The Night Visitor is as incontinent as a colander, as unstable as a drunk trying to stand on one foot. Its central flaw is so common that Raymond Chandler complained about it 26 years ago in his great critique "The Simple Art of Murder": "The boys [cops] with their feet on the desks know that the easiest murder case in the world to break is the one some body tried to get very cute with; the one that really bothers them is the murder somebody thought of only two minutes before he pulled it off."
No cuter killer exists than Salem (Max von Sydow), doomed to spend his life in a lunatic asylum. Framed for a homicide he did not commit, Salem becomes as vengeful as Dracula. Alone, he contrives to exit his maximum-security cell clothed only in socks, shoes, T shirt and briefsin the dead of winter. With unrefined malice, he dispatches the framers, among them his sister (Liv Ullman), his mistress and a lawyer. Some are garroted, others drugged or axed to death. Then Salem undoes his escape, hustles back through the snow, ascends a stone wall just slightly less perilous than Everest, clambers back into his cell, locks himself in and stretches out on his pallet for some well deserved shuteye.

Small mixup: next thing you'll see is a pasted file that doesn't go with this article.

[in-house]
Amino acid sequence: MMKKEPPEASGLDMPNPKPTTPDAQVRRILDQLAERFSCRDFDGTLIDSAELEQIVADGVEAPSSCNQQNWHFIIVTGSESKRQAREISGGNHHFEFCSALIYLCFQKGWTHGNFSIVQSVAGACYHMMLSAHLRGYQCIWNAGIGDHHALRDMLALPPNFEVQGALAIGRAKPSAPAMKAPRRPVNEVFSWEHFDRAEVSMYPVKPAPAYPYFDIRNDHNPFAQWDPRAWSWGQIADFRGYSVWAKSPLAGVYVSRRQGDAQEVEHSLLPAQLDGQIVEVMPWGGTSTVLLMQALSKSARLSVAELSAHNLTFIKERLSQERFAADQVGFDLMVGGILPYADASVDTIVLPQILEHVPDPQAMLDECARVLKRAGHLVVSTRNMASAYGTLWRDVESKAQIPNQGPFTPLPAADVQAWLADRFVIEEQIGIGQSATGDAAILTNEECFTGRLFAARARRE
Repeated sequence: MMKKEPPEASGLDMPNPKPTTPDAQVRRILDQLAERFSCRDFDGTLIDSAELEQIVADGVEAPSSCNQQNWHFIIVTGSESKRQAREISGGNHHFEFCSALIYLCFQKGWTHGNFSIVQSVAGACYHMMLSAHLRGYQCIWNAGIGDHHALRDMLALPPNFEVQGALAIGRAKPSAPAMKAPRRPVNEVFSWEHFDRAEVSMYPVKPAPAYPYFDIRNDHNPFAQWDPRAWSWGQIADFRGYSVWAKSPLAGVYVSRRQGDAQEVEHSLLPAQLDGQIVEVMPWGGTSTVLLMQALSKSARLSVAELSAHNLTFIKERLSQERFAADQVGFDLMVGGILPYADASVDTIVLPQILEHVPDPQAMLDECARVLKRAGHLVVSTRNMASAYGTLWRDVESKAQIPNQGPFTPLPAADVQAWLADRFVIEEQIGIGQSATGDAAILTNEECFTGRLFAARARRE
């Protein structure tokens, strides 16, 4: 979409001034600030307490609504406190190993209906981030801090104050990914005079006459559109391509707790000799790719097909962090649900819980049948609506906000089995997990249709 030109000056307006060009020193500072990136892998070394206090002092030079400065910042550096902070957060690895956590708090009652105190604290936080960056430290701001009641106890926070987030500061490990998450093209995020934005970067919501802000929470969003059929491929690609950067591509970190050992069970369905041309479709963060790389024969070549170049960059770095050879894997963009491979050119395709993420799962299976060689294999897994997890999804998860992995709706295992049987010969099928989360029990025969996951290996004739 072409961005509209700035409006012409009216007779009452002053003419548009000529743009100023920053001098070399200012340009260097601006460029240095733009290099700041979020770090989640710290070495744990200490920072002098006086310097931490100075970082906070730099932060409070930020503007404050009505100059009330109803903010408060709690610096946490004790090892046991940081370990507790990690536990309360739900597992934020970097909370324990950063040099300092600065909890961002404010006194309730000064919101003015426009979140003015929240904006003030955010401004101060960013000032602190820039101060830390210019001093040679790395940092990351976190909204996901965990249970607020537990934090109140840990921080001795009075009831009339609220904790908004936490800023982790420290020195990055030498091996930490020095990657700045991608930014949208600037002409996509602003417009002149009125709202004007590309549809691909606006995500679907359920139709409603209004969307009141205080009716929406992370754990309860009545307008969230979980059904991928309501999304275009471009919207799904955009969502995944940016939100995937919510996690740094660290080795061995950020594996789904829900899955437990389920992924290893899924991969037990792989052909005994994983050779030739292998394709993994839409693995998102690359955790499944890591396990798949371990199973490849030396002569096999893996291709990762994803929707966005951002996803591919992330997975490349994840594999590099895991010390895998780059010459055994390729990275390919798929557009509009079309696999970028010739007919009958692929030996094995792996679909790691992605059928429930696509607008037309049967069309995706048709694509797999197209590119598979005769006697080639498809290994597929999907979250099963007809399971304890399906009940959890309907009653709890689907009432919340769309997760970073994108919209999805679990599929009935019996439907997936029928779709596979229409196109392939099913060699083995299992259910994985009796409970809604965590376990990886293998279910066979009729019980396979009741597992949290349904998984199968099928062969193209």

The local inspector (Trevor Howard) is, of course, baffled. Circumstantial evidence convicts Salem's villainous brother-in-law Dr. Anton Jenks (Per Oscarsson). In suspecting Jenks, the inspector may be the most inept member of his profession since Peter Sellers' celebrated Inspector Clouseau, whose left hand never knew what his left hand was doing. For Salem leaves behind acres of fingerprints and miles of footprints in the brittle snow. He is undone at last by a device whose trade name is An Ironic Twist of Fatebut which is, in fact, an arbitrary solution imposed by a fatigued imagination.
Laslo Benedek's methodical direction and Henning Kristiansen's astonishing photographya gothic mix of melancholy blue landscapes and pale, crumbling interiorsonly serve to underline the film's deficiency, the utter lack of logic. Random composition is all very well in contemporary art; in the traditional thriller, it is an unwanted and fatal guest.